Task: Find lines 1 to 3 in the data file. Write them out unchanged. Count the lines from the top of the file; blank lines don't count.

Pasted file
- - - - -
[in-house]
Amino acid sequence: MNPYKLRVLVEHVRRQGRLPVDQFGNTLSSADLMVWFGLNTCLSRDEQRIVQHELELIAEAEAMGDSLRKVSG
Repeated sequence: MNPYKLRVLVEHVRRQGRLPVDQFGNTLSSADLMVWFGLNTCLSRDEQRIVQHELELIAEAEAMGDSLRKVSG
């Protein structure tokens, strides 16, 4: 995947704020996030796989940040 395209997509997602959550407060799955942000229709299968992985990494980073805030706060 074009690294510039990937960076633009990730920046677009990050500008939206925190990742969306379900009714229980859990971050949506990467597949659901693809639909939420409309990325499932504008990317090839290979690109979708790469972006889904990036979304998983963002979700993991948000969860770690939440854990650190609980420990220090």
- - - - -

[in-house]
Amino acid sequence: MNPYKLRVLVEHVRRQGRLPVDQFGNTLSSADLMVWFGLNTCLSRDEQRIVQHELELIAEAEAMGDSLRKVSG
Repeated sequence: MNPYKLRVLVEHVRRQGRLPVDQFGNTLSSADLMVWFGLNTCLSRDEQRIVQHELELIAEAEAMGDSLRKVSG